How much do you tip when you take your children out to eat? The etiquette of tipping, at the best of times, is fraught with confusion.
How much do you tip your manicurist? How much do you tip for a Brazilian wax? And how much do you tip when you go to a restaurant, let’s say, and your kid spends half his time under the table, and the other half spilling water glasses, flinging cutlery, dropping napkins every 22 seconds and basically whining during the entire meal? I’m asking for a friend. I kid.
I’m talking about taking my newly minted five-year old out for dinner. Call me crazy, but sometimes Mommy likes to eat at a restaurant that doesn’t have chicken fingers on the menu. This means I have become the best tipper I know.
When I take my five year-old out for dinner, I tip sometimes up to 50 percent, depending on how much of a maniac my son has acted during dinner, how much food has ended up on the floor, how many times we’ve had to ask for a clean fork after he drops them and how often he screams out, ‘You’re a poo-poo-fart-face!’ How could I NOT tip up to 50 per cent?
I’m not complaining about tipping. I’m more than happy to throw some extra bucks down on the table because I know the disaster my kid has caused in your seating area. Also, I’m more than happy to tip large because our server probably needs to see some sort of chiropractor after picking up so many dropped knives, forks, salt shakers and napkins, thanks to my misbehaving son.
When it comes to taking my children out to restaurants, I never seem to learn. It’s like touching a hot stove top and burning yourself and then doing it again, even though you know that the stove top is fucking hot. But this is not about whether parents should or should not take their kids out for dinner and how we annoy other customers. Of course we annoy other customers! Trust me, our kid is annoying everyone, including his parents! But we are going to take our kids out for dinner at some point, no matter what.
So the question is not whether to take your young ones out to a nice restaurant but the question becomes, ‘How much should we tip when we take out our messy children to a restaurant?’
Listen, it’s never a good experience for anyone when I take my son to dinner. It certainly isn’t for me. I can’t remember one time when I’ve taken him out to dinner and walked out saying, ‘Well, that was a really nice, relaxing dinner. Let’s do it again soon!’ I do, however, always seem to walk out saying, ‘Well that was a nightmare. I’m never taking him out in public again!’
And yet – I do. Like I said, sometimes Mommies needs to eat at a place that doesn’t serve chicken fingers. And this means Mommy must – and will – tip well. Not just because my kid has obviously left our table a disaster, but because I don’t want waiters to hate me. I actually care what waiters think of me.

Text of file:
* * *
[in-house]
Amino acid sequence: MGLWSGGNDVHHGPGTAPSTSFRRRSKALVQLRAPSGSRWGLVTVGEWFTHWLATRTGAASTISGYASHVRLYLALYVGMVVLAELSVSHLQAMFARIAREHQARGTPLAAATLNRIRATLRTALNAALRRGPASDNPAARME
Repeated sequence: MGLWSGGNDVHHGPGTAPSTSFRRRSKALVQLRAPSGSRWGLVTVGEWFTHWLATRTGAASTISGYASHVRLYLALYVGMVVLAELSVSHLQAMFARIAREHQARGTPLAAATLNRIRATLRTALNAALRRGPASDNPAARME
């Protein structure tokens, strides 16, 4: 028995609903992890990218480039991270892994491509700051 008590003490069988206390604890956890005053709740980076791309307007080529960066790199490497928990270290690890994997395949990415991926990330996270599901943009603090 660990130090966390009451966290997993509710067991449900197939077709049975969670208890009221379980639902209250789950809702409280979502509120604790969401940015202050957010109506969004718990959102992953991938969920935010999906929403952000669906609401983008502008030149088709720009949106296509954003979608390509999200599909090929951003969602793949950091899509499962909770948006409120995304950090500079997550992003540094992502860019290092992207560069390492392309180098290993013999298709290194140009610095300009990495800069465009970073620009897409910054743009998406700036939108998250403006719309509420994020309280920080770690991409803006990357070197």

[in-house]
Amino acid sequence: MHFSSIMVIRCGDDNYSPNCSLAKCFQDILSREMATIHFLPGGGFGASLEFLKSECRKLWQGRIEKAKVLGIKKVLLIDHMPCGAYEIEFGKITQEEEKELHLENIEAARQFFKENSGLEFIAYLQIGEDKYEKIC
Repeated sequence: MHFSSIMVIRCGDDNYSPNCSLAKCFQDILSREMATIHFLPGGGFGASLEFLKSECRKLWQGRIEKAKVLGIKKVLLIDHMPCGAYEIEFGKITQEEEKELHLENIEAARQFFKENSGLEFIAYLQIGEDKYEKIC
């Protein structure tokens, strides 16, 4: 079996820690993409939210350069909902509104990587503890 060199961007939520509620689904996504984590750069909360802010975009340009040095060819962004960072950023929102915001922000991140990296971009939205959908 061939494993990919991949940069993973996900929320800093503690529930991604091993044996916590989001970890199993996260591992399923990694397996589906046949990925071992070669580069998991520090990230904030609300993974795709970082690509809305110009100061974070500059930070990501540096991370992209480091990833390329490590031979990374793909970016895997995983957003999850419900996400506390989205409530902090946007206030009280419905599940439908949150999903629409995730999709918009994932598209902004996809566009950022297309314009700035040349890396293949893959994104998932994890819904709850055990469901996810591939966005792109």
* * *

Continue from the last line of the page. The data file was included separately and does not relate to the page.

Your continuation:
Last week, we went to dinner at a place in Toronto called House Of Chan. The steakhouse/Chinese restaurant has been around forever. The food is great, and they have linen table cloths and napkins (oh so adult-like!) but more importantly the service is quick. (This is a must!) The owners and waiters seem to love children, and cater to them, not seeming to care that half of the fried rice dish we ordered ended up under the table, along with my five year-old.
I am not a bad parent. I try to teach him manners, but I’ll admit, I give up after the fifth time he’s under the table because guess what? Kids like being under tables. I debated taking him home, or getting take-out, but like most parents, I kept hoping my son was going to magically change and start acting like a human and not some sort of rabid dog gone wild. That didn’t happen. It never happens.
A middle-aged couple was seated next to us, and of course we got dirty looks and, yes, I saw them flinching when they looked over at our table as they were being seated. Trust me, I was even flinching. I felt slightly bad for them. But, then again, if you don’t want to eat around kids at a restaurant, may I suggest you don’t go out to eat at 4:45 p.m? Plus, it wasn’t like I was enjoying myself either while I was picking up half an egg roll off of the floor, and wiping down a Diet Coke after my son knocked it over on the table and on me. Of course, I was wearing white.
In any case, I learned that if you’re a parent who wants to eat out with your young kids, you should tip the server… a lot. There should be be some sort of chart that shows the percentage of tip you should shell out that’s in direct relation to how badly your kid has acted in the restaurant.
When my daughter Rowan was younger, her father and I always took her out to eat, because we too were idiots who never learned that it’s not fun taking a toddler out for dinner. Our bills ended up being ridiculous because we would give the servers so much extra.
On one oh-so memorable occasion, when I took my daughter out to a sushi restaurant, she spilled so much rice on the floor that I could have made at least a half dozen orders of spicy tuna maki rolls out of the floor rice (if I knew how to do that). And then for her grand finale, my daughter whipped a ceramic spoon literally across the restaurant, as if she were a professional baseball pitcher. I nearly screamed “DUCK!!” to all the diners nearby.
Yeah, that waiter most definitely got his 50 per cent, because the spoon broke in half and, well, have you ever tried to clean up sticky rice? Let’s just say there’s a reason it’s called sticky rice.
I don’t have any tips to get your kid to behave in a restaurant, obviously. But, boy, do I know how to tip well.
Have you started to tip more since becoming a parent? And does anyone know how much is finishing school is? Asking for a friend.
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